Liberian Government partners with ITC to foster business support for WTO accession
The International Trade Centre (ITC) is bringing together members of the Liberian public and private sectors to discuss liberalization of the country’s financial services – a step towards the country’s efforts to becoming a member of the World Trade Organization (WTO).
ITC organized a workshop on financial-sector reform on 27–28 March in Monrovia in collaboration with the Liberian Ministry of Commerce and Industry. The main themes of the event were the business implication of WTO accession on the sector and other developing countries’ experiences of financial-services liberalization.
Minister of Commerce and Industry Axel Addy opened the workshop, emphasizing the key role that the financial-services sector plays in Liberia’s integration in global markets. Presentations were made by high-level stakeholders, including Boima Kamara, Deputy Governor for Economic Policy of the Central Bank of Liberia, and John Davies, President of the Liberia Bank for Development and Investment.
Dale Honeck of the WTO Trade in Services Division, Chibuike Uche of the African Studies Centre of Leiden University, and Settor Amediku of the Central Bank of Ghana also made presentations, fostering discussion among stakeholders.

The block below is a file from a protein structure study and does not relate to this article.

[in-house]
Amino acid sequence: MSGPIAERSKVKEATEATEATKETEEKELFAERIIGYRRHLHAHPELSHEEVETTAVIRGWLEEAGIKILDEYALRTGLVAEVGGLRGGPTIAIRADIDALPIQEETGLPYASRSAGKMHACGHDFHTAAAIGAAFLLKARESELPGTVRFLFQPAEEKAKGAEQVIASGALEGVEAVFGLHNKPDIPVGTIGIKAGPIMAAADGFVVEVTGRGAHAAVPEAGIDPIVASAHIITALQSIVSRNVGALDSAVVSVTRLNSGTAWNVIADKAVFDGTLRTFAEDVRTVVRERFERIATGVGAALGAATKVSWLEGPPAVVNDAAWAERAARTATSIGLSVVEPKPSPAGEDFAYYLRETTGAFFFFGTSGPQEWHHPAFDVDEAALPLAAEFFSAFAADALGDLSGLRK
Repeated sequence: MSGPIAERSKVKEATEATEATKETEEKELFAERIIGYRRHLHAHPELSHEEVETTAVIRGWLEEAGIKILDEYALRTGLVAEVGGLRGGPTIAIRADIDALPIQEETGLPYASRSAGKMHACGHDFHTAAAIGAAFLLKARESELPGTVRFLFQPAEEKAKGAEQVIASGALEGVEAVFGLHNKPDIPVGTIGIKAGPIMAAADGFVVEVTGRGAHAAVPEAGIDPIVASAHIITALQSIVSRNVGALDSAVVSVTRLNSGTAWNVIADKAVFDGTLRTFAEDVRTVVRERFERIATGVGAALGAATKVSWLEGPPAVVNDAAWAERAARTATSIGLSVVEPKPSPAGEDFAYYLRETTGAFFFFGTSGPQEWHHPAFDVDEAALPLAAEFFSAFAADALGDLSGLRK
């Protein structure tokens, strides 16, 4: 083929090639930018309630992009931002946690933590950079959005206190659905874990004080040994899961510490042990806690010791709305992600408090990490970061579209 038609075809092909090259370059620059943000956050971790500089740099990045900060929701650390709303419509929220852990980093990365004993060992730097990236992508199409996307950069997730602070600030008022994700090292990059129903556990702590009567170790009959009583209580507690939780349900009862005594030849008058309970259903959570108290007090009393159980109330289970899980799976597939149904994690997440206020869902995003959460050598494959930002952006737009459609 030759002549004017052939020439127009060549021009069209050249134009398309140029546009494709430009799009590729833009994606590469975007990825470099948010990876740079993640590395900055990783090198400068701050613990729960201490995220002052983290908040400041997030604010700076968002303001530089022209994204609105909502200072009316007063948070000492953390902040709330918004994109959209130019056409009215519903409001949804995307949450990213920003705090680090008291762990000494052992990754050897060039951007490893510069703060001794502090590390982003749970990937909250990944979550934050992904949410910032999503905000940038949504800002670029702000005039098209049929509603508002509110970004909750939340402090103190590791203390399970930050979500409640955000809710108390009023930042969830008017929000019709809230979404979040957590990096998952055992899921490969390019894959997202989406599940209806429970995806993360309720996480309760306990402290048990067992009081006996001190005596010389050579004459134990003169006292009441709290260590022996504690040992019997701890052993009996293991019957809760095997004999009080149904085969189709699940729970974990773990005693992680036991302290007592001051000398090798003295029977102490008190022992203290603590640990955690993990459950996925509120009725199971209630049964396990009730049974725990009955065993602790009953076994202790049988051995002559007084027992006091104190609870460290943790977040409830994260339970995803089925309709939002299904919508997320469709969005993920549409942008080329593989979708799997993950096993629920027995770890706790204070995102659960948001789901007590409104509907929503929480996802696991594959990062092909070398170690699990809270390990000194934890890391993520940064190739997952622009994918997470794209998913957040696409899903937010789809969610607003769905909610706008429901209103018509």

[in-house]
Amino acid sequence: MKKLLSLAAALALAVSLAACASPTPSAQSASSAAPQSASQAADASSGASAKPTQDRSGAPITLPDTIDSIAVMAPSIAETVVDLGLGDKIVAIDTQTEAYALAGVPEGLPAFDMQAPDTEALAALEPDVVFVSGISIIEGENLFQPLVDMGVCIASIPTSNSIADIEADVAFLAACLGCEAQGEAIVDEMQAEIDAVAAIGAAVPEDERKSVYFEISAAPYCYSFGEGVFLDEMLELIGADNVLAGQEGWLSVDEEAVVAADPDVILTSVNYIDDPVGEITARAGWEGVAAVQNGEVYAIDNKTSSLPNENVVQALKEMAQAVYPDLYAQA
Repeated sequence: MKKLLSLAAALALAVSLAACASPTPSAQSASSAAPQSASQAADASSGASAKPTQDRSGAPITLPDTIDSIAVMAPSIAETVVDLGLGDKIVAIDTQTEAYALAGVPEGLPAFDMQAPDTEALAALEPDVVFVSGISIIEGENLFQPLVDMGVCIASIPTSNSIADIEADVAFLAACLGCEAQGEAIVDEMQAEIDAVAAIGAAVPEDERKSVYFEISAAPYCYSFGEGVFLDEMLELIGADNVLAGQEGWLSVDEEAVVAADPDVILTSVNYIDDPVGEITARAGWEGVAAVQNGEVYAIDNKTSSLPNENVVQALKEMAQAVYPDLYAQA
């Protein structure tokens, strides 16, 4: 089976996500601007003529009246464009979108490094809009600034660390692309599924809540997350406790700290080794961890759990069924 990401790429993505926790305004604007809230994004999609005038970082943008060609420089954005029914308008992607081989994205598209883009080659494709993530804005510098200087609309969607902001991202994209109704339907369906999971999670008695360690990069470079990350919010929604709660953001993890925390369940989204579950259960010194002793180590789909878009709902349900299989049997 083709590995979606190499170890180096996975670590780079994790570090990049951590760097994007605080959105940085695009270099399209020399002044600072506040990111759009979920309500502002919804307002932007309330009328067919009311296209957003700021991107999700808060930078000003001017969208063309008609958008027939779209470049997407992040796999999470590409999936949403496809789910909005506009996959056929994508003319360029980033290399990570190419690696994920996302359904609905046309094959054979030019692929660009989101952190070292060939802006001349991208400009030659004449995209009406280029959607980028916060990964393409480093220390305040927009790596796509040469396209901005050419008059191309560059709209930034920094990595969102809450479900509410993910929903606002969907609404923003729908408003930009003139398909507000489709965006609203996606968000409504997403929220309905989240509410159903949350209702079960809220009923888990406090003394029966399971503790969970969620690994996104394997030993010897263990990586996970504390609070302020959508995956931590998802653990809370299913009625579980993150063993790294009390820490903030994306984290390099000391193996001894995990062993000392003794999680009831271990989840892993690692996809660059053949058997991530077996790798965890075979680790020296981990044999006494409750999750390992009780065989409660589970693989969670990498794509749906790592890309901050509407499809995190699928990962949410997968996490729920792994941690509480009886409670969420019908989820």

Dr. Amediku shared his country’s experience of liberalizing its financial sector. Ghana’s financial-sector reforms are similar to those being implemented in other African countries, but has been underway for a longer period of time and arguably has been implemented with greater consistency than in some other countries.
Workshop participants also discussed the role of foreign banks in an economy, as well as related benefits and challenges among Liberian stakeholders. While Liberia has taken steps to liberalize this service sector, stakeholders emphasized the need to ensure that policies related to financial-sector reform and WTO accession must guarantee that services are provided throughout the country.
Private-sector participants confirmed that Liberia can learn from international best practices of countries in similar positions in terms of policy reform and the WTO accession process.